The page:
City celebrating role as U.S. capital in 1784

City celebrating role as U.S. capital in 1784

by L.A.Parker / The Trentonian / November 06, 2009

Trenton 20th-year Mayor Doug Palmer speaks yesterday outside of the Old Barracks to announce the start of a two-month celebration of Trenton’s role as United States capital in 1784. (Trentonian Photo/GREGG SLABODA)

TRENTON — City and state leaders kicked off a two-month celebration yesterday with a news conference highlighting Trenton’s brief role as the capital of the United States in 1784.

The 225th anniversary commemoration will run through Dec. 24 and will include numerous activities coordinated by Trenton 1784—The Nation’s Capital committee.

“Most people know that Trenton played a pivotal role in the Revolutionary War. This event offers the city of Trenton another opportunity to celebrate our rich history,” Mayor Doug Palmer said.

“Trenton serving as the nation’s capital was one of many key moments for our city. While some U.S. towns embellish or even fabricate their roles in U.S. history, ours is authentic. We’re the real deal.”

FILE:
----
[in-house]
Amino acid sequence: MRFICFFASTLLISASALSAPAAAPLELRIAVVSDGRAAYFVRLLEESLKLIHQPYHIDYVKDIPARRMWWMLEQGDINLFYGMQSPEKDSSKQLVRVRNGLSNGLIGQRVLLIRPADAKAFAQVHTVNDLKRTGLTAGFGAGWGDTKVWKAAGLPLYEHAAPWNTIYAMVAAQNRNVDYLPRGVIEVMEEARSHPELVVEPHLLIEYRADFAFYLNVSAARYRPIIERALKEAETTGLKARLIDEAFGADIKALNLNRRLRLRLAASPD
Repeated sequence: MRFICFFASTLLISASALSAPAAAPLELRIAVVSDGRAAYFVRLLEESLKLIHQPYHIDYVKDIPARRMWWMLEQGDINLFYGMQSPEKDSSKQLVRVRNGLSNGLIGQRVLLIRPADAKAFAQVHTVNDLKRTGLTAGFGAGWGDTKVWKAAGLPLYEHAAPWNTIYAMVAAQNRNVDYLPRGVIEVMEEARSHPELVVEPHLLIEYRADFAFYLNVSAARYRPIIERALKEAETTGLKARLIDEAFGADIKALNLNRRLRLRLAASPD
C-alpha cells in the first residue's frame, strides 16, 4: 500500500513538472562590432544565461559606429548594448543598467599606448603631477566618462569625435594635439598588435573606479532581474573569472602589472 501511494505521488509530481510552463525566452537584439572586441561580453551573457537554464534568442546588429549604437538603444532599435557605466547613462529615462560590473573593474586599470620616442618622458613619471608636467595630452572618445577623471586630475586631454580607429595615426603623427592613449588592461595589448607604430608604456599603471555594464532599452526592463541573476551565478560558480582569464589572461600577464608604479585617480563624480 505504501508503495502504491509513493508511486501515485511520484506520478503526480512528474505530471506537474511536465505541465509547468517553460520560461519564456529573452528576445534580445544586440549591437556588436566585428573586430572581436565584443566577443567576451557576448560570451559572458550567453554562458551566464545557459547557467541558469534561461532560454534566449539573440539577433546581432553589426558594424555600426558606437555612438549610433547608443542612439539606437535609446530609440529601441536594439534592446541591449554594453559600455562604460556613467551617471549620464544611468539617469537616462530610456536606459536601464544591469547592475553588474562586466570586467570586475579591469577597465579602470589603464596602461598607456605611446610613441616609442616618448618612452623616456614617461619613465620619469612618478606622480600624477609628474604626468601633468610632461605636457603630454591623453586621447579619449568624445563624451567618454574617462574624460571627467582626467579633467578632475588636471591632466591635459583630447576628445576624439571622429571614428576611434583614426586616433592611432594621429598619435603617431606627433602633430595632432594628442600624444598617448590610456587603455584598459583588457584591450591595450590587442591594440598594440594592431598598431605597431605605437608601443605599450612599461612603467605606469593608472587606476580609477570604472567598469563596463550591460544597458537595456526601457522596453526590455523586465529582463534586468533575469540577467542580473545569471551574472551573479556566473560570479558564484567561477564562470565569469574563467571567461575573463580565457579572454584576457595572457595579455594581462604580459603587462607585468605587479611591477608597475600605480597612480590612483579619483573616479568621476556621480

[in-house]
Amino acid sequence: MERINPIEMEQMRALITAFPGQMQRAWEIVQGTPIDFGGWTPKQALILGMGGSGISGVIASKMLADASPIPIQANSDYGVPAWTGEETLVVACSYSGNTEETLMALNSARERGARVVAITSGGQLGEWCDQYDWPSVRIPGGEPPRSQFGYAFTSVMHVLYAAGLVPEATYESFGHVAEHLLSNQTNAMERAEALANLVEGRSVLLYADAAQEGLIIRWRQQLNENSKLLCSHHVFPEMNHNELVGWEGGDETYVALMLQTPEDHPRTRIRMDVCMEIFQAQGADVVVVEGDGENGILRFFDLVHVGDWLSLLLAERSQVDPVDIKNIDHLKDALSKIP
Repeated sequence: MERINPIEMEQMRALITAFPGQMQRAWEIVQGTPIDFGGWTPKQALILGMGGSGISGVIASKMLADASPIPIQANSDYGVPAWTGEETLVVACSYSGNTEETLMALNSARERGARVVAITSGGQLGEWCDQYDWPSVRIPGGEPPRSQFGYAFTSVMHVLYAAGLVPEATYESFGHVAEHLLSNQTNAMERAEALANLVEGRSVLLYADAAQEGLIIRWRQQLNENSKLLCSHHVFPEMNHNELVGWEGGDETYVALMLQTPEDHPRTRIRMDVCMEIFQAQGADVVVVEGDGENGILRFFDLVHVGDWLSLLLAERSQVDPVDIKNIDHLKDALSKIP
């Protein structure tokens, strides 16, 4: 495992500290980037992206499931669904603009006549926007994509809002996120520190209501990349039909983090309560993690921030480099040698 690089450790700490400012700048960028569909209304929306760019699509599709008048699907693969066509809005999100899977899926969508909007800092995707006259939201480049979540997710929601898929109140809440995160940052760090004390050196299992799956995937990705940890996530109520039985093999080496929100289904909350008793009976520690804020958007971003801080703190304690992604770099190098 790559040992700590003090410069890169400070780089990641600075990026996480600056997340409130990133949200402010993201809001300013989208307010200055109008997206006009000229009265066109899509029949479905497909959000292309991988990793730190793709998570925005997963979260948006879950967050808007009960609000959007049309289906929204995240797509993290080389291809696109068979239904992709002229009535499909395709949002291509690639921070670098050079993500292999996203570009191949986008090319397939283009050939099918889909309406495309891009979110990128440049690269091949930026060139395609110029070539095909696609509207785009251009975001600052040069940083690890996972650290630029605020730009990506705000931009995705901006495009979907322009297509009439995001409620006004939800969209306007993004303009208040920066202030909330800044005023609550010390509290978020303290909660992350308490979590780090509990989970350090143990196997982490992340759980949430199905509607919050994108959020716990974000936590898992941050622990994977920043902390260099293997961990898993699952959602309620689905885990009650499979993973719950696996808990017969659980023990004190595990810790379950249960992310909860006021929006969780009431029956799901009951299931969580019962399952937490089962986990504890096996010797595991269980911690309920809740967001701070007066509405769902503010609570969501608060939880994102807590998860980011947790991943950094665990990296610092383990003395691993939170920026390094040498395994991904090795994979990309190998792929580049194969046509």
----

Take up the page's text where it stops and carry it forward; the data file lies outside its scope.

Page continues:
Palmer joined city, county and state leaders at The Old Barracks in downtown Trenton.

Activities planned for the two-month celebration include a multicultural event to be hosted by the “I Am Trenton Community Foundation” on Nov. 7; a lecture by Diane Windham Shaw, archivist at Lafayette College, on “Lafayette The Abolitionist” on Dec. 10; a “Trenton Tavern Trek” celebrating the city’s rich tavern heritage on Dec. 18, along with Revolutionary-themed meals and menus at area restaurants, and an array of activities at area house museums and Revolutionary-era sites.

The press conference marked the official launch of the www.trenton1784.com Web site, which features information about Trenton 1784—The Nation’s Capital events and activities, as well as 54 people, places and things significant to Trenton at that time.

Representative Rush Holt, Gov. Jon Corzine, Secretary of State Nina Mitchell Wells, Assemblyman Reed Gusciora and Palmer are honorary co-chairs.

“For two months 225 years ago, Trenton was the center of the American political universe and the home to some of our nation’s greatest minds. It’s unfortunate that so few Americans, even New Jerseyans, know about this,” Holt said.

“I am delighted to join the Crossroads of the American Revolution and members of our community to celebrate this moment in the history of Trenton, our state, and our nation.”